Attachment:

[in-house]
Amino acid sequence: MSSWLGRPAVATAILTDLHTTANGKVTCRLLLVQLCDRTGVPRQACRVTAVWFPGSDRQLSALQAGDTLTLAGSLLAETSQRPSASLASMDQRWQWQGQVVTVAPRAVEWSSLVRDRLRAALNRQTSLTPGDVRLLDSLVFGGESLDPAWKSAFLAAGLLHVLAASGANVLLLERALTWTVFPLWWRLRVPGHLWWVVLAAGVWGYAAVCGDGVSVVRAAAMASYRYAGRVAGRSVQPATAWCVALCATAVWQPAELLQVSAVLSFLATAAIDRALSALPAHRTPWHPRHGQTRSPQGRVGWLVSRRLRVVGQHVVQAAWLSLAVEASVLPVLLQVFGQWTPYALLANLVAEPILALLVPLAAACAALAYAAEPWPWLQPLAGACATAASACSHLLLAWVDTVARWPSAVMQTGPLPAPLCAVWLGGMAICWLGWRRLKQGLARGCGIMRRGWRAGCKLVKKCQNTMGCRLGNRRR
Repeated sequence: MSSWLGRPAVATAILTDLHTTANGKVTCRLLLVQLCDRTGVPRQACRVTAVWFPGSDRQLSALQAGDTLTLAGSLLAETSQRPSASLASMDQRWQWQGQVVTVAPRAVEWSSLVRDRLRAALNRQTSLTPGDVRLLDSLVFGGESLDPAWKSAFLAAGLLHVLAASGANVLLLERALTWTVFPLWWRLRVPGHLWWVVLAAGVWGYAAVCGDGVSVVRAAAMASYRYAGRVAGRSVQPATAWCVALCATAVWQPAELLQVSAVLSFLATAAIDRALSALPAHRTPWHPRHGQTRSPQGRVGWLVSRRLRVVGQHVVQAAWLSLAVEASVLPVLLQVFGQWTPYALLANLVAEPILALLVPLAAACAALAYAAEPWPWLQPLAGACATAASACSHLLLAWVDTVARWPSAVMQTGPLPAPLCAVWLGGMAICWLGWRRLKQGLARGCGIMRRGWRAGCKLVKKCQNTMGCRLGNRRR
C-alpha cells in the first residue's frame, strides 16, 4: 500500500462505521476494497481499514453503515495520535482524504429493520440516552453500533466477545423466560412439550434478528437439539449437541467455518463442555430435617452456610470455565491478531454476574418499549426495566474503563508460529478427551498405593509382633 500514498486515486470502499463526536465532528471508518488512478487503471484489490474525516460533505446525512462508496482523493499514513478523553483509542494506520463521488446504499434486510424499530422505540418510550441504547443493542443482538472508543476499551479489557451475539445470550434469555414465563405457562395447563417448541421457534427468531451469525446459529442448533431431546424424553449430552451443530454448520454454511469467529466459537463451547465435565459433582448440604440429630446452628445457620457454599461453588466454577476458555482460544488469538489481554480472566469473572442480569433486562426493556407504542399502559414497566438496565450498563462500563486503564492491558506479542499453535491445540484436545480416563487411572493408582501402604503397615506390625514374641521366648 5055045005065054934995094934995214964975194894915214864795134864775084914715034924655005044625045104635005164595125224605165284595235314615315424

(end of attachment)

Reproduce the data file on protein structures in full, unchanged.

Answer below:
[in-house]
Amino acid sequence: MSSWLGRPAVATAILTDLHTTANGKVTCRLLLVQLCDRTGVPRQACRVTAVWFPGSDRQLSALQAGDTLTLAGSLLAETSQRPSASLASMDQRWQWQGQVVTVAPRAVEWSSLVRDRLRAALNRQTSLTPGDVRLLDSLVFGGESLDPAWKSAFLAAGLLHVLAASGANVLLLERALTWTVFPLWWRLRVPGHLWWVVLAAGVWGYAAVCGDGVSVVRAAAMASYRYAGRVAGRSVQPATAWCVALCATAVWQPAELLQVSAVLSFLATAAIDRALSALPAHRTPWHPRHGQTRSPQGRVGWLVSRRLRVVGQHVVQAAWLSLAVEASVLPVLLQVFGQWTPYALLANLVAEPILALLVPLAAACAALAYAAEPWPWLQPLAGACATAASACSHLLLAWVDTVARWPSAVMQTGPLPAPLCAVWLGGMAICWLGWRRLKQGLARGCGIMRRGWRAGCKLVKKCQNTMGCRLGNRRR
Repeated sequence: MSSWLGRPAVATAILTDLHTTANGKVTCRLLLVQLCDRTGVPRQACRVTAVWFPGSDRQLSALQAGDTLTLAGSLLAETSQRPSASLASMDQRWQWQGQVVTVAPRAVEWSSLVRDRLRAALNRQTSLTPGDVRLLDSLVFGGESLDPAWKSAFLAAGLLHVLAASGANVLLLERALTWTVFPLWWRLRVPGHLWWVVLAAGVWGYAAVCGDGVSVVRAAAMASYRYAGRVAGRSVQPATAWCVALCATAVWQPAELLQVSAVLSFLATAAIDRALSALPAHRTPWHPRHGQTRSPQGRVGWLVSRRLRVVGQHVVQAAWLSLAVEASVLPVLLQVFGQWTPYALLANLVAEPILALLVPLAAACAALAYAAEPWPWLQPLAGACATAASACSHLLLAWVDTVARWPSAVMQTGPLPAPLCAVWLGGMAICWLGWRRLKQGLARGCGIMRRGWRAGCKLVKKCQNTMGCRLGNRRR
C-alpha cells in the first residue's frame, strides 16, 4: 500500500462505521476494497481499514453503515495520535482524504429493520440516552453500533466477545423466560412439550434478528437439539449437541467455518463442555430435617452456610470455565491478531454476574418499549426495566474503563508460529478427551498405593509382633 500514498486515486470502499463526536465532528471508518488512478487503471484489490474525516460533505446525512462508496482523493499514513478523553483509542494506520463521488446504499434486510424499530422505540418510550441504547443493542443482538472508543476499551479489557451475539445470550434469555414465563405457562395447563417448541421457534427468531451469525446459529442448533431431546424424553449430552451443530454448520454454511469467529466459537463451547465435565459433582448440604440429630446452628445457620457454599461453588466454577476458555482460544488469538489481554480472566469473572442480569433486562426493556407504542399502559414497566438496565450498563462500563486503564492491558506479542499453535491445540484436545480416563487411572493408582501402604503397615506390625514374641521366648 5055045005065054934995094934995214964975194894915214864795134864775084914715034924655005044625045104635005164595125224605165284595235314615315424